Earnings and stock prices appear as if they are decoupling
After the stock rally in the second half of 2020, markets have begun to cool throughout 2021…even though the first quarter of 2021 has been one of the best earnings seasons for management teams on record.
Today, we are going to take a deep dive to understand why stock prices aren’t following this trend in earnings.
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The market is more than three quarters of the way through the first quarter earnings season, the first of 2021.
With most of the S&P 500 having reported first quarter earnings, we can begin to take a look at how corporate America has matched up to analyst forecasts coming out of the pandemic.
So far, a strong 85% of the companies have beaten analysts’ expectations. On average, only 74% of companies have beaten quarterly estimates within the past five years. The economy appears to be accelerating faster than expected coming out of the pandemic.
If earnings continue at this rate, the first quarter of 2021 may set a record for the earnings season with the most positive surprises since the third quarter of 2013, as far back as S&P reports this metric. The prior best was the third quarter of 2013. That quarter saw a beat rate of 83%, putting 2021 on track to be record-breaking.
The highest rate of analysts under-guessing performance has been in the Financial sector, where a staggering 92% of companies have beaten analysts’ expectations.
Thanks to the U.S. and international governments coming in with strong stimulus packages, there have been fewer defaults than expected over the past year, shoring up these Financial names.
Even the weakest industries have done better than expected this quarter. Real estate has been upset dramatically in the past year by the At-Home Revolution, and commercial real estate weakness has pulled down returns. Despite this weakness, 66% of Real Estate companies still beat analyst expectations.
After such an impressive showing this earnings season, investors would logically assume the stock market should be rocketing higher. However, this hasn’t been the case at all.
Since JP Morgan unofficially kicked off the earnings season on 4/14, the stock market is only up 1%, practically flat. This is in stark contrast to the 11% the market was up from January first to the start of earnings season.
To understand this disconnect, we have to peel back the numbers.
As regular readers of Valens Research know, we put little stock in the as-reported financial metrics that companies are reporting on during earnings calls.
While understanding revenue and forward-looking projections is crucial, the earnings power of companies is distorted by GAAP standards. These as-reported metrics fail to show the real profitability of a business.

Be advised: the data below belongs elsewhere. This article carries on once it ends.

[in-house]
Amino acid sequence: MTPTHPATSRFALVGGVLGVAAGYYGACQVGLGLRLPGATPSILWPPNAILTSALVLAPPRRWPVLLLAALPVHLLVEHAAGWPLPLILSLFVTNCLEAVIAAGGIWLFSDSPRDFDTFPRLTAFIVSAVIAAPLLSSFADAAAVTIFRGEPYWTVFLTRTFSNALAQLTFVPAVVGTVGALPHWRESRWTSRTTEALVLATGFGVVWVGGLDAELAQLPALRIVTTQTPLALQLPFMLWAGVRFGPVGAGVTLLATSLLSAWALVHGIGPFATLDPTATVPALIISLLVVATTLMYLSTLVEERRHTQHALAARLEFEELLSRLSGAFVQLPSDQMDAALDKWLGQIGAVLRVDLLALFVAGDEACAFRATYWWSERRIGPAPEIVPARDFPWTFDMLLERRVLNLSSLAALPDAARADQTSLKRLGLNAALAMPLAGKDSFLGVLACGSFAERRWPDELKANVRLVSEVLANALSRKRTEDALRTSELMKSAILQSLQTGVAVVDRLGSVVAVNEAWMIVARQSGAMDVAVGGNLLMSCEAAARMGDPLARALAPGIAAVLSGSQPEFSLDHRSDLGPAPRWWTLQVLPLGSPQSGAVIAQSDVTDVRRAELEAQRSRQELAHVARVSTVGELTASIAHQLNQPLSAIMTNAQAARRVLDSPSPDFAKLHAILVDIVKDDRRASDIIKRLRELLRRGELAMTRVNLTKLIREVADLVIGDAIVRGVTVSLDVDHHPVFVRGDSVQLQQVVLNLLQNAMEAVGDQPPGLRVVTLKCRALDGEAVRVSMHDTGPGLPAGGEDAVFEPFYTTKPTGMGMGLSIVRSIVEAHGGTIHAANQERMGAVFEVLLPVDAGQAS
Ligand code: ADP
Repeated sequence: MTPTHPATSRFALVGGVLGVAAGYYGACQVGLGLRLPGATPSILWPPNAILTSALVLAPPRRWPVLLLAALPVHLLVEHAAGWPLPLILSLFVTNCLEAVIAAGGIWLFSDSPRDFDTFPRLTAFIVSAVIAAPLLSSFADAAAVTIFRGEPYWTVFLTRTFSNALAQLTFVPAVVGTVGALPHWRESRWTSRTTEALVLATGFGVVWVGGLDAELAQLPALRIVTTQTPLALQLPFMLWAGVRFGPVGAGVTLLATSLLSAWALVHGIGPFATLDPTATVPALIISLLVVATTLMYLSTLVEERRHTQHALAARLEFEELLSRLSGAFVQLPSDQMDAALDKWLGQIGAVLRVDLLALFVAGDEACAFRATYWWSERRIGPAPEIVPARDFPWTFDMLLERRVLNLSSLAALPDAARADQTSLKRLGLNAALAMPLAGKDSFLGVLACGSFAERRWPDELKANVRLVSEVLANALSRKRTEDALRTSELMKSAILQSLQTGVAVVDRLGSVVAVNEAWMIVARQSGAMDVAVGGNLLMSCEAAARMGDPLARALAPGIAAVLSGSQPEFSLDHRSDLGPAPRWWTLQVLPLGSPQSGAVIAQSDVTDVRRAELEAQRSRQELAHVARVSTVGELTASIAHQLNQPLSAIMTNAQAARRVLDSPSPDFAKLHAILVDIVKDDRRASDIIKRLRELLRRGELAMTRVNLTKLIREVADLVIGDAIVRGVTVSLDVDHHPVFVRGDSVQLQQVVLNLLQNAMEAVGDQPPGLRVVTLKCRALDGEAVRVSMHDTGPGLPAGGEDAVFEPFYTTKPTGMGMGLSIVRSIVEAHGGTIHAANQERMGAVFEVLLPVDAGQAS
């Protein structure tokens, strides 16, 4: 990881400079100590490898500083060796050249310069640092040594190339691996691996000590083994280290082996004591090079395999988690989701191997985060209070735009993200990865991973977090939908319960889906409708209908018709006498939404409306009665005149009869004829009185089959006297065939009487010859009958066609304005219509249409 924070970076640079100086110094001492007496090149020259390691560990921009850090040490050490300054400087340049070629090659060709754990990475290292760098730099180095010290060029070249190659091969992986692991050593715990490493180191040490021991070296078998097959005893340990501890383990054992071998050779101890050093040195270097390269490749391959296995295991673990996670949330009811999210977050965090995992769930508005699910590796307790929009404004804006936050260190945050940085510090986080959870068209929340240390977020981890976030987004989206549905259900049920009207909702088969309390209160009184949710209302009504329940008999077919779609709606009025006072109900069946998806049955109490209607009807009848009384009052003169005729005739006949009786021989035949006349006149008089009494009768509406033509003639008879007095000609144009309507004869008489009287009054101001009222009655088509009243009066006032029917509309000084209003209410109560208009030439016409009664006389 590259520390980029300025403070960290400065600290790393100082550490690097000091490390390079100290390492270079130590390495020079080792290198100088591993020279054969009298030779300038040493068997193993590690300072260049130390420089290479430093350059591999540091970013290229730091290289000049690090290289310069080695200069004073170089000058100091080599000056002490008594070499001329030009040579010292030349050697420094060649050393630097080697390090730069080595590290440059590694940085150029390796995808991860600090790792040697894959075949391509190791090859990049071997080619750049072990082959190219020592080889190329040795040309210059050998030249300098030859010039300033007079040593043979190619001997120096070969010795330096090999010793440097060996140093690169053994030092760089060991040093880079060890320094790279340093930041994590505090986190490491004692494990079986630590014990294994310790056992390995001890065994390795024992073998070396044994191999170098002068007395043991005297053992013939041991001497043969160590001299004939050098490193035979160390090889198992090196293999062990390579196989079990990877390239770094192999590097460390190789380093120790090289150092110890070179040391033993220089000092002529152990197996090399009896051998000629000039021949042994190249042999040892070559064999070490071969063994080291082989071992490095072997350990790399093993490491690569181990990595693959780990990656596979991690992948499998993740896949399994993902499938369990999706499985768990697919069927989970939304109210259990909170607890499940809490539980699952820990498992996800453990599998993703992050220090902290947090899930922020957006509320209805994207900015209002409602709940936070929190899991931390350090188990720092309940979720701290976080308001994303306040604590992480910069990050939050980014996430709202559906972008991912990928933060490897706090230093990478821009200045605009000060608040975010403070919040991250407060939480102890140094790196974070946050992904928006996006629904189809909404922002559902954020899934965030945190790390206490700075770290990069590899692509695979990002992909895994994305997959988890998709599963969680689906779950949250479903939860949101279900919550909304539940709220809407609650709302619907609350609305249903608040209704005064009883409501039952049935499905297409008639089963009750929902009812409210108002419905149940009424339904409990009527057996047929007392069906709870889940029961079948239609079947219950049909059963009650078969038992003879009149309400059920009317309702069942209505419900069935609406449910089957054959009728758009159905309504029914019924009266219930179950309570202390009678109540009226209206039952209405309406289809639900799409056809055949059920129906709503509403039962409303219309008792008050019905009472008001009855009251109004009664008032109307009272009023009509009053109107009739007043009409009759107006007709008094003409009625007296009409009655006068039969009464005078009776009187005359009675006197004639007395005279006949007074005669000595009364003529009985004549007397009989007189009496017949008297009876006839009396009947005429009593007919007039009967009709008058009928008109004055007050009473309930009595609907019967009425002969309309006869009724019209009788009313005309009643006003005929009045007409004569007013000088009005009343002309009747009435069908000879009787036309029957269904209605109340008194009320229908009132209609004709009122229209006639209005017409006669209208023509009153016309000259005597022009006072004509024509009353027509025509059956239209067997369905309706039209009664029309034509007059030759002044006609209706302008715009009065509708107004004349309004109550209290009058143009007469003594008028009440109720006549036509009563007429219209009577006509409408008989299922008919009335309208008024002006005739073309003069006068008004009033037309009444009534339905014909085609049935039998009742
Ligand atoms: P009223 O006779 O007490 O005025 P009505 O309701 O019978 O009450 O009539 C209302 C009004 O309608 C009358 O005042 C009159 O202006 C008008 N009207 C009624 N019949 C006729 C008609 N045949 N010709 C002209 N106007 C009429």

Thanks to how Uniform Accounting cleans up the accounting noise, we can compare historical returns across different industries on an apples-to-apples basis.
By aggregating the companies that make up the stock market, we can see the historical trend for return on assets (ROA) and what the market is expecting for the future at current market valuations.
As you can see below, Uniform ROA has been cyclical, yet steadily improving over the past twenty years. While returns have fallen during recessions, most notably in 2008 and 2009, huge macroeconomic tailwinds have served to drive up returns across this timeframe.
In the past two decades, the U.S. market has focused more on higher return intellectual property and service-based businesses rather than manufacturing, leading profits to expand.
Furthermore, a constant focus on improving working capital efficiency, taking costs out of the system, and being smart around investing in new ventures has pulled returns up as well.
Unsurprisingly, 2020 placed a pause on this steady increase, with returns falling for the first time in five years.
Now that we have context as to the historical profitability of the market, we can look at what analysts and investors are expecting. As you can see below, analysts are pricing in a record year for 2021, with returns to reach an average of 12%. Returns are then expected to further rise to 13% in 2022.
Meanwhile, the red bar is what the market is pricing in for “mid cycle” returns. As this is a long-term price target, this means the market thinks 12% will be the average returns over the next business cycle.
In other words, the market is already pricing in the next cycle to be the most profitable one in the last 20 years.
It is no wonder then that even after companies and management teams have reported on barn-burner quarters, the market has hardly budged. If record-breaking earnings calls are already being priced into the current market, then it is hard to beat perfection.
This is one of the reasons why as we talked about a few weeks ago, there is a risk for a bumpy market over the next few months.
Joel Litman & Rob Spivey
Chief Investment Strategist &
Director of Research
at Valens Research